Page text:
Clifford Chance (CC) has posted subdued results for 2014/15 amid a weakening euro, with revenue falling slightly to £1.35bn and profits per equity partner (PEP) edging down 2% to £1.12m.
Hit by a decline in income from continental Europe, which makes up 35% of CC’s turnover, and moderate growth at its London office, the Magic Circle law firm’s net income was down 2% to £450m.
In common with peers with substantial eurozone exposure, its reported results have been hit by the pronounced weakness of the euro against sterling. The firm estimates that underlying revenue growth was more robust than the 1% fall in sterling accounting, with revenue expanding 3% on a constant exchange rate basis. UK revenue, meanwhile, edged up 2% to £477m. PEP fell by £30,000 to peg the average partner pay at £1.12m, down from £1.15m.
Asia-Pacific was a bright patch, with revenues up 5% to £205m meaning that the region now contributes 15% of turnover. CC’s Delhi-based knowledge centre received around 4,000 instructions last year, with Layton pinpointing that strong growth as behind the firm was now ‘working on India 2.0’. He added: ‘Our India operation has been a real success for us and we now think it’s time to go to the next level. We believe there are ops to increase usage of the Knowledge Centre team and expand its areas of work.’
Caroline Firstbrook, who arrived as chief operating officer earlier this year from management consultancy Accenture, will lead the development of the Delhi outfit. The firm’s US results were up 2% to £156m, 12% of its income.
Announcing the results, CC confirmed that it has secured a substantial deal to slash its UK cost-base, after subletting 400,000 sq ft of office space at its headquarters in Canary Wharf to Deutsche Bank.
The move will herald a substantial shake-up of CC’s operations in Canary Wharf, where the firm currently houses over 1,500 permanent staff, to accommodate the move, including taking on another site locally to handle support staff.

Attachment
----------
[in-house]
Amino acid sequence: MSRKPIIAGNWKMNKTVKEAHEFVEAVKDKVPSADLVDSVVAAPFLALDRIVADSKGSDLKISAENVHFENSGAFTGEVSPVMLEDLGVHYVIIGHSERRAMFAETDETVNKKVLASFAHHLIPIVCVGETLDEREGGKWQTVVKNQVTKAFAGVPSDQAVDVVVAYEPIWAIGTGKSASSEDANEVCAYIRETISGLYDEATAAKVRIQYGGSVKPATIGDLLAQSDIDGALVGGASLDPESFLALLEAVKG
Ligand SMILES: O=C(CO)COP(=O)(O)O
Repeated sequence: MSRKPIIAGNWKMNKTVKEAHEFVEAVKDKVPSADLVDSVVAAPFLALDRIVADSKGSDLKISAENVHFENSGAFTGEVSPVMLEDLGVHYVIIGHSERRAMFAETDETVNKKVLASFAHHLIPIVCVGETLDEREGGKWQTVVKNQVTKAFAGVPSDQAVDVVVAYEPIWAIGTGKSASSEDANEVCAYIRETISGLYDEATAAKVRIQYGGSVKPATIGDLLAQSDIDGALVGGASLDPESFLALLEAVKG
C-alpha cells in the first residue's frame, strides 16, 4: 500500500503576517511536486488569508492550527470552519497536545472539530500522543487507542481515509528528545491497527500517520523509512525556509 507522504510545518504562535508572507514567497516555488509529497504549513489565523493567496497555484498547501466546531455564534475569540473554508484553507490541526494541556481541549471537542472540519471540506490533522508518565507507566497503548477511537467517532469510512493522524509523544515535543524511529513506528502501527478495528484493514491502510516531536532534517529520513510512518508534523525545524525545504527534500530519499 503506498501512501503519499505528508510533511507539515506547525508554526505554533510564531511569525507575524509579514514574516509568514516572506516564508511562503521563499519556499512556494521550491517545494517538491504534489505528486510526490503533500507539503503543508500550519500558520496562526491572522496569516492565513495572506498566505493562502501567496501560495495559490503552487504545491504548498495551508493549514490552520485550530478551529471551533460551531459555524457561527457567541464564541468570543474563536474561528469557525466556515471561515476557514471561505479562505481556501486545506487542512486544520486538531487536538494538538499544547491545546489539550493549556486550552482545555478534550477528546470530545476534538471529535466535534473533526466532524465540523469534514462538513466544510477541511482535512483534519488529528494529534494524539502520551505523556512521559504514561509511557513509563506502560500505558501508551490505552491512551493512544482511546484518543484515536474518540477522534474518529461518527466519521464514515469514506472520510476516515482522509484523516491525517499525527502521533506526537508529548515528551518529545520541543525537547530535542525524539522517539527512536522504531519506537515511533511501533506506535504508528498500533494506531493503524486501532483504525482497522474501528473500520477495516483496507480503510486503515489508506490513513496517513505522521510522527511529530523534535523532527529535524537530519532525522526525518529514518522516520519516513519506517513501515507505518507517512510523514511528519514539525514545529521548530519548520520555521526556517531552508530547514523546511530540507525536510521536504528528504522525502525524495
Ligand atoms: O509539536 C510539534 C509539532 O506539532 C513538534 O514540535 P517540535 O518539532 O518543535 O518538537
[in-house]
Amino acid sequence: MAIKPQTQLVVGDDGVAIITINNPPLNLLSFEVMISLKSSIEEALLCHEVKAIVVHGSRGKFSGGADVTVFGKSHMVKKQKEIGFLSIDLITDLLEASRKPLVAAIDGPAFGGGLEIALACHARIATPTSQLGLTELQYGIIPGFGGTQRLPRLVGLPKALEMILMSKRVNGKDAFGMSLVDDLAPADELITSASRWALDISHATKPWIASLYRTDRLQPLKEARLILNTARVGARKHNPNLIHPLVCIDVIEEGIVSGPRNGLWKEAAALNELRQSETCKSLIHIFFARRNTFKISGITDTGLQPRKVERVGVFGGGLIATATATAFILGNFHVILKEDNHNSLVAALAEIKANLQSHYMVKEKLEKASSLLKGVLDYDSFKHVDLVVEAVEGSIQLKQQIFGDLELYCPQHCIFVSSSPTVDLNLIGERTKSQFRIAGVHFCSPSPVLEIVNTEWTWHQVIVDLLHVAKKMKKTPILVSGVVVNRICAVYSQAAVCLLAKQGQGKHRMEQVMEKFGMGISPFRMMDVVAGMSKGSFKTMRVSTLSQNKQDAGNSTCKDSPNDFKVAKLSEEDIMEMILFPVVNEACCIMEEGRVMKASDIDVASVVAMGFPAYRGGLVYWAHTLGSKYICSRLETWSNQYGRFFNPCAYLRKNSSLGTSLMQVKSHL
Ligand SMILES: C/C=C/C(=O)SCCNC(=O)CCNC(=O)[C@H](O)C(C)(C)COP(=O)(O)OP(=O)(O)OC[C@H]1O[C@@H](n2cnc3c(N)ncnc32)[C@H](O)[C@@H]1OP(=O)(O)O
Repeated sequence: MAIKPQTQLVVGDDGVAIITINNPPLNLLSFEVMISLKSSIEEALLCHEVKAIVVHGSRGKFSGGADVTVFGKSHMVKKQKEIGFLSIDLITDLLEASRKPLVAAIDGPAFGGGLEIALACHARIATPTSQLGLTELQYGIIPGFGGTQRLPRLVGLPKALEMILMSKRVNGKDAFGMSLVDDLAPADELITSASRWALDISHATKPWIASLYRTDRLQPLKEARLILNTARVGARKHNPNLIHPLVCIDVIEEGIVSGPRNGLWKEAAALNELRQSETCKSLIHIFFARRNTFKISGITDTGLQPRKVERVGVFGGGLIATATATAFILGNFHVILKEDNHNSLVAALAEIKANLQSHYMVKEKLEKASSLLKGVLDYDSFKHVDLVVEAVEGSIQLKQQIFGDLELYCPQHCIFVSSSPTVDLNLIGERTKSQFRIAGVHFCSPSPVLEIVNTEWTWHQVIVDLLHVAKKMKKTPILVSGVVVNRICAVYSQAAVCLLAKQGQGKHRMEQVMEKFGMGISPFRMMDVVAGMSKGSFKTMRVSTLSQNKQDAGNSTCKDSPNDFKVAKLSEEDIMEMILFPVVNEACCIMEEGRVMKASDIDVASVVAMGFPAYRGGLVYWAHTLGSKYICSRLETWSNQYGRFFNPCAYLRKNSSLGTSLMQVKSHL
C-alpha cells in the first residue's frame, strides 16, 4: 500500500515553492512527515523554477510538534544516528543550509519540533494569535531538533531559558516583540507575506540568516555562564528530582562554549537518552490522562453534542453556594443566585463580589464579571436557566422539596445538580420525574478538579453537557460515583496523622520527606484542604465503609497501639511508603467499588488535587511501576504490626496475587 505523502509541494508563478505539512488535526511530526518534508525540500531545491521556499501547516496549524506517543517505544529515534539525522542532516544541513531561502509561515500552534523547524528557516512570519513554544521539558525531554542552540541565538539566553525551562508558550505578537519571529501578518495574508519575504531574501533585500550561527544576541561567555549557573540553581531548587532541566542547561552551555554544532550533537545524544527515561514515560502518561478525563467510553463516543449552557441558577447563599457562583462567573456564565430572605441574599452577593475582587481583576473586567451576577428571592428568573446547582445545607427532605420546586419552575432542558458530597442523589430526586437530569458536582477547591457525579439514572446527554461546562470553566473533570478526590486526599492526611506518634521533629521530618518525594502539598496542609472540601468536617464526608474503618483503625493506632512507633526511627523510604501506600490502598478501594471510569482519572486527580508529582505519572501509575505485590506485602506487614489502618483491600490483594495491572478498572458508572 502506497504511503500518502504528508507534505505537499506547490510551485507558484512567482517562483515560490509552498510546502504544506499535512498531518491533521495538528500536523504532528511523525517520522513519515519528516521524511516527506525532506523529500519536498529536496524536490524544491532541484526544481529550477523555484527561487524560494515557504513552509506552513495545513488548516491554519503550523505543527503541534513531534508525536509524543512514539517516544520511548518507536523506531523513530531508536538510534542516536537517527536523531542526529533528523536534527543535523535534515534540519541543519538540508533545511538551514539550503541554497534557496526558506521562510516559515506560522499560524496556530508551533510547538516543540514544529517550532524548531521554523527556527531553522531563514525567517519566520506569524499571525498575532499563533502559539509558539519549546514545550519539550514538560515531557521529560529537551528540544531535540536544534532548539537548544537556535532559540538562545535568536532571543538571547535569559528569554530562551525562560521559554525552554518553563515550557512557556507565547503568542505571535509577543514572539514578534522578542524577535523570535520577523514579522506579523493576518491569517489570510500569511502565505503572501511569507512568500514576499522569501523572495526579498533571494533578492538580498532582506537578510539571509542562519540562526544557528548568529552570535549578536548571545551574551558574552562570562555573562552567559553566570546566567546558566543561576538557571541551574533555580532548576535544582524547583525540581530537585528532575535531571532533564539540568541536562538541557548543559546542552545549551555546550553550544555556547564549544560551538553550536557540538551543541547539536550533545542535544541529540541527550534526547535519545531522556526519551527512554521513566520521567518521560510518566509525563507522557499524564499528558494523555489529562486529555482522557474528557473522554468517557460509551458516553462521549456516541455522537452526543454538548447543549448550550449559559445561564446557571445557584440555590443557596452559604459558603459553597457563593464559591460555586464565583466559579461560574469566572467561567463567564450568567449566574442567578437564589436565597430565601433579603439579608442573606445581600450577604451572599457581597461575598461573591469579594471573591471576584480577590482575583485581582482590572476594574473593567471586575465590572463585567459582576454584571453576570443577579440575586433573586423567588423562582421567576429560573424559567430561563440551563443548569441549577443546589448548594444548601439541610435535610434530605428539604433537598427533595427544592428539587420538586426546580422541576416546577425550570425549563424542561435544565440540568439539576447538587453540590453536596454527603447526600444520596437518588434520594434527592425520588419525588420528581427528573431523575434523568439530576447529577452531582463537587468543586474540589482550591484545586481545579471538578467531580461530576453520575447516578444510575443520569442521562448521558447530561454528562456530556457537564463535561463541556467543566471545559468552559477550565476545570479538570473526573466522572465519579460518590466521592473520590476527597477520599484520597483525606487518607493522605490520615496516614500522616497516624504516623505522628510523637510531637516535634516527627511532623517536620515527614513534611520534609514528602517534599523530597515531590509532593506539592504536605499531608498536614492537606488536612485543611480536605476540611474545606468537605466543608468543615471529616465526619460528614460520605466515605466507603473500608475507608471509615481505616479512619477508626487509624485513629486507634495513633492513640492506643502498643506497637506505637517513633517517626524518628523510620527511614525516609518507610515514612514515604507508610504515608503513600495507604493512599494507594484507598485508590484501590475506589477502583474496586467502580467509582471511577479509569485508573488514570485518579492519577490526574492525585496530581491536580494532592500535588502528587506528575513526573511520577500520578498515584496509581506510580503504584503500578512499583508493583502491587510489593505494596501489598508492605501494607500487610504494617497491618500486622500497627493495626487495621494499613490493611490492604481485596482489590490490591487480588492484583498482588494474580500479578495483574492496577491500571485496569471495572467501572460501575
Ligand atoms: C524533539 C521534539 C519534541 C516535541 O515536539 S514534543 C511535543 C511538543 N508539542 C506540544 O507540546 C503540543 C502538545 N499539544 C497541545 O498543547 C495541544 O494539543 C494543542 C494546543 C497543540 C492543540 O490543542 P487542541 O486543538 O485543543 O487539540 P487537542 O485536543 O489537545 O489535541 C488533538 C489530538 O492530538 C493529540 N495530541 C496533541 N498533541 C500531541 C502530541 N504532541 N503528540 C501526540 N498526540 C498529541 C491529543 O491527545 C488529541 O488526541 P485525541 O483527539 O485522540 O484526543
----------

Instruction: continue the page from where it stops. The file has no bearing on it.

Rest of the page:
CC has around 1m sq ft of office space at Canary Wharf, though it already has a number of sub-lets in the 33-storey building at 10 Upper Bank Street.
The property shake-up will take place in the autumn in a move CC managing partner Matthew Layton (pictured) says will come from ‘using space more effectively’ and guaranteed ‘no job losses as a result’.
The firm will also be letting go of its Ukrainian office, which opened in 2008 and currently holds 14 lawyers, with the office set to become an independent practice by the end of 2015.
The move will see CC’s three Kiev managing partners – Olexiy Soshenko, Dmytro Fedoruk and Yehven Deyneko – split off to form a new outfit called Redcliffe Partners. Under the agreement, CC and Redcliffe Partners will enter into a ‘best friends’ referral arrangement, with the London firm’s current Kyiv-based lawyers and business services staff all transferring to Redcliffe upon completion. Layton commented: ‘The firm has an ambitious new global strategy which is dependent on us strictly concentrating our investment and resources on our priorities. The new arrangement frees up the Redcliffe team to pursue exciting opportunities for further developing their client offer in Ukraine.’
See Legal Business’s Global 100 coverage tomorrow to find out how CC fares against the world’s largest law firms